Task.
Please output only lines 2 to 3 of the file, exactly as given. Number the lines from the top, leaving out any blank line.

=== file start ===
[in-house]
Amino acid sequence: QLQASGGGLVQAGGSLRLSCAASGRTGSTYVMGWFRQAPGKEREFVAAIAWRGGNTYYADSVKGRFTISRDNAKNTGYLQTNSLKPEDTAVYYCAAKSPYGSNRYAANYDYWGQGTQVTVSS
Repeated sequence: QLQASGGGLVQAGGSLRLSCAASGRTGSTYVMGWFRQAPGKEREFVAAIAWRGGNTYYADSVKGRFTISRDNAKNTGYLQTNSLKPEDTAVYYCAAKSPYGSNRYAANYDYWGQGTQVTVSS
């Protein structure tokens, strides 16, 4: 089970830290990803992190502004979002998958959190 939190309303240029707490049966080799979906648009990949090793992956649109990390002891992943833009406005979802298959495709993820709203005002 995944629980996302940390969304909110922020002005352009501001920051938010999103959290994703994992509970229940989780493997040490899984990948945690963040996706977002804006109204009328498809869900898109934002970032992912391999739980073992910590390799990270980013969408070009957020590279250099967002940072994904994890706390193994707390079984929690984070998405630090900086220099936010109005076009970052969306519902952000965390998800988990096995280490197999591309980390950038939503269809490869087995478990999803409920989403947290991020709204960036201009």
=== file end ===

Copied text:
Amino acid sequence: QLQASGGGLVQAGGSLRLSCAASGRTGSTYVMGWFRQAPGKEREFVAAIAWRGGNTYYADSVKGRFTISRDNAKNTGYLQTNSLKPEDTAVYYCAAKSPYGSNRYAANYDYWGQGTQVTVSS
Repeated sequence: QLQASGGGLVQAGGSLRLSCAASGRTGSTYVMGWFRQAPGKEREFVAAIAWRGGNTYYADSVKGRFTISRDNAKNTGYLQTNSLKPEDTAVYYCAAKSPYGSNRYAANYDYWGQGTQVTVSS